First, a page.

Next to the taps at my bathroom sink is a small piece of Cairngorm granite. Sometimes I like to turn it over in my left hand while I brush my teeth with my right and feel the reassuring solidity of the cold, square faced-sides of rock. If I screw my eyes up tightly, I can see flecks of purple, blue and pink reflecting out of the steely surface and onto the bathroom mirror. The shards of condensed carbon have been split, shattered and chiseled anew by the melting of glaciers and the shifting of earth and water for millennia. The rock was here before me and it will be here after me. That much is certain.
In today’s disturbed and uncertain world, the nights are long and the days can be darker. Recent terror attacks by violent extremists, the distorted fear of violence stoked by social media, and a resulting fear of the unknown in which the many will now suffer for the crimes of a few, means the stuff of urban nightmares risks becoming a daily dystopian reality. More than ever before, there is something reassuring about calling a small, peaceful place home. And knowing that the feeling of being at home can travel to even smaller and more at peace places.
Late November – the eve of the Winter Solstice and six months since Midsummer and our Hebridean journey. Time on the islands outdoors in the light and the space reminded me of how surprise encounters and learning can be gifted when simply being and not doing. One of the books I read in June was Nan Shepherd’s The Living Mountain in which she signs off “To know Being, this is the final grace accorded from the mountain”.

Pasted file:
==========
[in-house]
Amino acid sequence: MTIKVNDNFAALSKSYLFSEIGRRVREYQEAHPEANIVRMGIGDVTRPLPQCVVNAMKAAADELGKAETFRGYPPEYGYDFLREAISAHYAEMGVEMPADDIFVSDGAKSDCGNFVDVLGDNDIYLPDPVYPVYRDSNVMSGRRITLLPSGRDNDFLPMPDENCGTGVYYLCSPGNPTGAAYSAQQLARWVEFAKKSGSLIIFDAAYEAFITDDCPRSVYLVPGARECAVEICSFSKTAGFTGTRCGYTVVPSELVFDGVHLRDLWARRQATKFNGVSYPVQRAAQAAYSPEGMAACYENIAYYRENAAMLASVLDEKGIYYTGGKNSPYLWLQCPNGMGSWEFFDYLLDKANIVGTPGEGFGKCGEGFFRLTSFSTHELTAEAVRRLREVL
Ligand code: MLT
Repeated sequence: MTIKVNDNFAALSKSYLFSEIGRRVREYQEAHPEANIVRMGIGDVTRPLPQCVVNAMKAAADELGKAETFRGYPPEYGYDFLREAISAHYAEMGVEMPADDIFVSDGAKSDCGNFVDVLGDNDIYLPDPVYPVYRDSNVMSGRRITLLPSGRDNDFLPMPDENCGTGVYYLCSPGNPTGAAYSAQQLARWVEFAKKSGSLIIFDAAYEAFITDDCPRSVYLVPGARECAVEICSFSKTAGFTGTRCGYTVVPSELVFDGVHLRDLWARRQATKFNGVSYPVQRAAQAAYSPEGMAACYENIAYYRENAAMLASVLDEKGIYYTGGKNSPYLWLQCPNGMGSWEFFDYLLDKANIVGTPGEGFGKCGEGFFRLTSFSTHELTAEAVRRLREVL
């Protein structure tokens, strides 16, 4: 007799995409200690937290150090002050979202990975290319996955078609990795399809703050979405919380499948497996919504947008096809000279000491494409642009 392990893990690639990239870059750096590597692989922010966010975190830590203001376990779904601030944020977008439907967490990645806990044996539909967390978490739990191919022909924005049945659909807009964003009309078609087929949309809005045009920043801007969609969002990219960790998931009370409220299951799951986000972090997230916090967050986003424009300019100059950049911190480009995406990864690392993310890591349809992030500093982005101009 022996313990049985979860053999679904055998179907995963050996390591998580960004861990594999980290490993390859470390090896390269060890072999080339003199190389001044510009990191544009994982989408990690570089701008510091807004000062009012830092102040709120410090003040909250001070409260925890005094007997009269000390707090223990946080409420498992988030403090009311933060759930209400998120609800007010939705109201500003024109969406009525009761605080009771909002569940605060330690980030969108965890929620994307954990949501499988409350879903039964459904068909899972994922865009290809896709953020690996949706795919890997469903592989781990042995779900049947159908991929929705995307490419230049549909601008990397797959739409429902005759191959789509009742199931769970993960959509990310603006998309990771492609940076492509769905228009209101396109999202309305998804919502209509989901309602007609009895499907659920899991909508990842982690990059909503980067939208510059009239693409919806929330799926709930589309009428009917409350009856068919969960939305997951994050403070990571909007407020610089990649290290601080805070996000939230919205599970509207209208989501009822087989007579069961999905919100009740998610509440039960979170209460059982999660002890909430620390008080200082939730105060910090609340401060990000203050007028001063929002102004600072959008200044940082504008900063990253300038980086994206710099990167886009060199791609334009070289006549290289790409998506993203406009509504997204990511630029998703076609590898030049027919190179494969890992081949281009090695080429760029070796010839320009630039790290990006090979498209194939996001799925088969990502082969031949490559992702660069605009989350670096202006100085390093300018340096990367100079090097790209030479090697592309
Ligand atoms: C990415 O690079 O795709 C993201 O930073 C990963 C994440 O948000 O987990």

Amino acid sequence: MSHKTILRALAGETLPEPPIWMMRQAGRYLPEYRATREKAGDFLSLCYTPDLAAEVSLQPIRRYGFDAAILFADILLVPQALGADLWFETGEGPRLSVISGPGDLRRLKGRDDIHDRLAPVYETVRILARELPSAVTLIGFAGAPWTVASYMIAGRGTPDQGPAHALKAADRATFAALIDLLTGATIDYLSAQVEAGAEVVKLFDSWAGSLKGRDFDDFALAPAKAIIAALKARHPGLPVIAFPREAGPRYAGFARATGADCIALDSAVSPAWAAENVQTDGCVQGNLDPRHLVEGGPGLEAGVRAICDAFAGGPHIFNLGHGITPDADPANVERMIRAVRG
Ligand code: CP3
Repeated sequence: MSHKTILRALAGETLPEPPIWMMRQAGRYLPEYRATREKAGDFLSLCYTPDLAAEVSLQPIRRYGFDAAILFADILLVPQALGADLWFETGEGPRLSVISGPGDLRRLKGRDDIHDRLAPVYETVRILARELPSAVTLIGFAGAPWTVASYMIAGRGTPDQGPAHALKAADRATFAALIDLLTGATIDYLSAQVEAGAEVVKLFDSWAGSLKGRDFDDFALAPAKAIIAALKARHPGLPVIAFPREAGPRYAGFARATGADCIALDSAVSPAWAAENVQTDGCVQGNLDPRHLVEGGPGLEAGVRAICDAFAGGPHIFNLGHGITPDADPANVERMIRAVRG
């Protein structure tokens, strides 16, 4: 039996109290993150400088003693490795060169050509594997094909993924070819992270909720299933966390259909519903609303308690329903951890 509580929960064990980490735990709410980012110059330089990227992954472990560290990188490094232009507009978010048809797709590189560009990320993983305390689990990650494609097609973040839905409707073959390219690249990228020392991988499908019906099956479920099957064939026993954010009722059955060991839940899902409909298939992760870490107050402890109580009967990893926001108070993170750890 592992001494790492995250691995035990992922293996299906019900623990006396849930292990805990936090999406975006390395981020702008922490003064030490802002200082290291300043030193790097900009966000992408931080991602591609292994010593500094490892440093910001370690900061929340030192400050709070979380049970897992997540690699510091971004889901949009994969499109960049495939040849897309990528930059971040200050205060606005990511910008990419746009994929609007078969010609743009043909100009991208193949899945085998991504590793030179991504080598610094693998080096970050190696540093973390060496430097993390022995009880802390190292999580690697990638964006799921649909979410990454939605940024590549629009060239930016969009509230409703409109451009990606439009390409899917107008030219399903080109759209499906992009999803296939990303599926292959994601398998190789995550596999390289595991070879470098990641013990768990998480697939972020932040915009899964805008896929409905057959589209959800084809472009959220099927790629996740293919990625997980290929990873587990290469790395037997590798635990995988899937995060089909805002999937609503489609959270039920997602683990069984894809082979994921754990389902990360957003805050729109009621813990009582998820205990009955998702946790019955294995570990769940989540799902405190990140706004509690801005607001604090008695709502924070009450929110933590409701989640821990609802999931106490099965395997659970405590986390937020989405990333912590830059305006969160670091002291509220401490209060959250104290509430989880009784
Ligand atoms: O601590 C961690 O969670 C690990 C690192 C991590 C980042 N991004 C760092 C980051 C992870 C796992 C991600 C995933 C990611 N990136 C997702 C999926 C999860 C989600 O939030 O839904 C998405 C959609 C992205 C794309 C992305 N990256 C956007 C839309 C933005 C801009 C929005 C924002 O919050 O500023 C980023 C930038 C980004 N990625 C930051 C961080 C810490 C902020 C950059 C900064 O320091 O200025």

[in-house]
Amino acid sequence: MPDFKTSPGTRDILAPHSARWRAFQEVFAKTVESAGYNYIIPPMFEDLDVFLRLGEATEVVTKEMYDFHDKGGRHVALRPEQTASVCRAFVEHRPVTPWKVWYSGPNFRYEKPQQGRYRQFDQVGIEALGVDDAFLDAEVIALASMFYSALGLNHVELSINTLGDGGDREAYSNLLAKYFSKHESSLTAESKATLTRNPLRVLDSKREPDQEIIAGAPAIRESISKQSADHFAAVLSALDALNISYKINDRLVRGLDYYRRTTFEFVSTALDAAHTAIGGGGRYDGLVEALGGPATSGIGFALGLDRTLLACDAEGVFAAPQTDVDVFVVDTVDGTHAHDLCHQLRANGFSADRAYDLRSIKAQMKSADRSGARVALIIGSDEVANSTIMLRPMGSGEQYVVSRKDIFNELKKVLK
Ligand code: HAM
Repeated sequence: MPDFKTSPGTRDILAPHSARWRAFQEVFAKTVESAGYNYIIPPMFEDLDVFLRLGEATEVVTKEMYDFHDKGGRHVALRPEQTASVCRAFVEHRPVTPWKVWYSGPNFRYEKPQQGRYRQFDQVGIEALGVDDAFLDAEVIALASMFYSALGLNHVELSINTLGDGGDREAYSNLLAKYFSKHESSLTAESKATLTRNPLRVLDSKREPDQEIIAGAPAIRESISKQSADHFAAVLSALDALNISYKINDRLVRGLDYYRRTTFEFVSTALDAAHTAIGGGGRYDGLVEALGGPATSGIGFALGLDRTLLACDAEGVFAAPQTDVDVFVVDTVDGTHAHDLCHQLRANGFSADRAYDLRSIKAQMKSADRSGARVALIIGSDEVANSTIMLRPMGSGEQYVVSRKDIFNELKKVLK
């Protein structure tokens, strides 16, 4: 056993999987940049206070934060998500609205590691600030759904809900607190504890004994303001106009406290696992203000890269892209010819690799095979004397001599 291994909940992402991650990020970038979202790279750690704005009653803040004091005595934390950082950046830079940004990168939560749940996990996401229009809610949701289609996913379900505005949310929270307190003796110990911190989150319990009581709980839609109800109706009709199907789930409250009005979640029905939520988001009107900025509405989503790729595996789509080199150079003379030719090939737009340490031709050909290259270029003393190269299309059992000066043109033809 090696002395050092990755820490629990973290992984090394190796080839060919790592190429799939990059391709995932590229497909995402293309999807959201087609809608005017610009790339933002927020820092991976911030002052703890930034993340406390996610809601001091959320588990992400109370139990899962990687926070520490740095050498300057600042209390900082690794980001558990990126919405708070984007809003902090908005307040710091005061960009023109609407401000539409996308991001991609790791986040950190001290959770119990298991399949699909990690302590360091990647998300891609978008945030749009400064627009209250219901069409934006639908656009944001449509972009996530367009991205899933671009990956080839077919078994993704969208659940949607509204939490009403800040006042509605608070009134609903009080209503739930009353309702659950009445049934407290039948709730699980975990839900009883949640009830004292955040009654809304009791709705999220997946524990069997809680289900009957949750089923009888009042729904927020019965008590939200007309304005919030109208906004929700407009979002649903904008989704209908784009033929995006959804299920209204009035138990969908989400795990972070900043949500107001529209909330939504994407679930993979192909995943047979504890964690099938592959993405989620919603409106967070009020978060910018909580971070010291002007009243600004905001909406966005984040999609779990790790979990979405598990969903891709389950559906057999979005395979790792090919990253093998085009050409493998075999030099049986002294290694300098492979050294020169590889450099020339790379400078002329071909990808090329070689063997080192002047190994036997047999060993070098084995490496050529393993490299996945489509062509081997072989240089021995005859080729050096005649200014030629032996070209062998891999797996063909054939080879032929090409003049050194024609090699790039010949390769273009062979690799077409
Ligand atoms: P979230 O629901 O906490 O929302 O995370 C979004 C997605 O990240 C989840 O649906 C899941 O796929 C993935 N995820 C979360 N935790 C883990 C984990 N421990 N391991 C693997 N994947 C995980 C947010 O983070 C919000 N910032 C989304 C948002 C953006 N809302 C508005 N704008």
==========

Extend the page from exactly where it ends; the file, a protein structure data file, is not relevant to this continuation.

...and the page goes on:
Her mountain, Cairngorm, has the grace to welcome me and my small black dog this weekend. And for that I am grateful. Grateful, still, for the sounds of pheasants croaking in the ferny undergrowth and moss-felted branches breaking underfoot. For the skeletal arms of fir and birch trees in early winter; flecks of their bark skin flayed by driving sleet. For seeing my breath exhaled in a sobering and honest morning air. For the tease of a snow forecast throughout the shape-shifting, living mountain. And for footprints, paw prints and tracks in the making.
Paws up super-woofers. Bons here. It’s been a while but the dog days are very much not over…
Some days conclude better than they begin. Today was one of them. The tell-tale signs were all there – the indignity of a wash n’ go in the bath, some frantic packing by the human, four sleepy hours on the road inside the BonMobile tapping a paw to Jon Bon Jovi. But then, at last, an evening befitting of a pup with some distinguished grey hair behind her velvety ears: a run through scented woodland, a chance to startle some dozy pheasants and a meat pie all of my own. Bon appetite pooches! There can only be one lady and one tramp on this highland mini-break and I know which I am.
Indeed, it’s quite touching to have a mountain range and national park named after some distant cousins of this hairy maclary mongrel. The Cairn terriers – and their not so bright, gormless pedigrees- Cairngorms!! Ha ha ha.
Small is always beautiful. Got my fur coat packed so roll over snowy huskies… Bx